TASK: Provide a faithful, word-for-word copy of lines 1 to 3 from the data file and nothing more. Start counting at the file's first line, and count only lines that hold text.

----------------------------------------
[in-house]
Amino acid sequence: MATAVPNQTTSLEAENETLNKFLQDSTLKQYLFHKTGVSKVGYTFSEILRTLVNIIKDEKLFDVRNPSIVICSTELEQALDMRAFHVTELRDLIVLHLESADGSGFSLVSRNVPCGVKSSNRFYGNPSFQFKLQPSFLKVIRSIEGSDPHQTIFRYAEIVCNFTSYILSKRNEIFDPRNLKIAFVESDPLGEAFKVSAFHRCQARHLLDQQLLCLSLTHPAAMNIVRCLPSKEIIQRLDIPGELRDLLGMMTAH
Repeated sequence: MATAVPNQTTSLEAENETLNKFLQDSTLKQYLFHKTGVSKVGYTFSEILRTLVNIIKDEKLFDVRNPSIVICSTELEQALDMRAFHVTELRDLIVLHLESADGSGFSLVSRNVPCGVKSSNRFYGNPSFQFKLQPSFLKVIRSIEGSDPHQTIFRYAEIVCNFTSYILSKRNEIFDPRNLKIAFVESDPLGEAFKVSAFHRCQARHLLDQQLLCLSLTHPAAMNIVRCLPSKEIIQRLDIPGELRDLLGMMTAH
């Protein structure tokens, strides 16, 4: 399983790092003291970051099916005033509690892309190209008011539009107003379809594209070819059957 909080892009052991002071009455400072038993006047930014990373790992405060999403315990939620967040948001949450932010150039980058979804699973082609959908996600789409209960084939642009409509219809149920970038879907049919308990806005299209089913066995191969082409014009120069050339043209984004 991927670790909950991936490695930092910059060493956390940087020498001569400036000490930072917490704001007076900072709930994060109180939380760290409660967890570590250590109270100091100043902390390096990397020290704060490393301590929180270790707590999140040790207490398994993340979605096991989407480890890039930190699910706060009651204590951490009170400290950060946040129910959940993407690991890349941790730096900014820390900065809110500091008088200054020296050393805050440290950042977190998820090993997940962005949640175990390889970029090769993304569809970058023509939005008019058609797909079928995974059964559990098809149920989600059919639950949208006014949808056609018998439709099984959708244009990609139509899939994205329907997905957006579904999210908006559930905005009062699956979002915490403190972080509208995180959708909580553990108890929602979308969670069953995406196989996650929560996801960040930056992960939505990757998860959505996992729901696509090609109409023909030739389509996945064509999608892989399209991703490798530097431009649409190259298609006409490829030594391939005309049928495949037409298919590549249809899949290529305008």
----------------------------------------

[in-house]
Amino acid sequence: MATAVPNQTTSLEAENETLNKFLQDSTLKQYLFHKTGVSKVGYTFSEILRTLVNIIKDEKLFDVRNPSIVICSTELEQALDMRAFHVTELRDLIVLHLESADGSGFSLVSRNVPCGVKSSNRFYGNPSFQFKLQPSFLKVIRSIEGSDPHQTIFRYAEIVCNFTSYILSKRNEIFDPRNLKIAFVESDPLGEAFKVSAFHRCQARHLLDQQLLCLSLTHPAAMNIVRCLPSKEIIQRLDIPGELRDLLGMMTAH
Repeated sequence: MATAVPNQTTSLEAENETLNKFLQDSTLKQYLFHKTGVSKVGYTFSEILRTLVNIIKDEKLFDVRNPSIVICSTELEQALDMRAFHVTELRDLIVLHLESADGSGFSLVSRNVPCGVKSSNRFYGNPSFQFKLQPSFLKVIRSIEGSDPHQTIFRYAEIVCNFTSYILSKRNEIFDPRNLKIAFVESDPLGEAFKVSAFHRCQARHLLDQQLLCLSLTHPAAMNIVRCLPSKEIIQRLDIPGELRDLLGMMTAH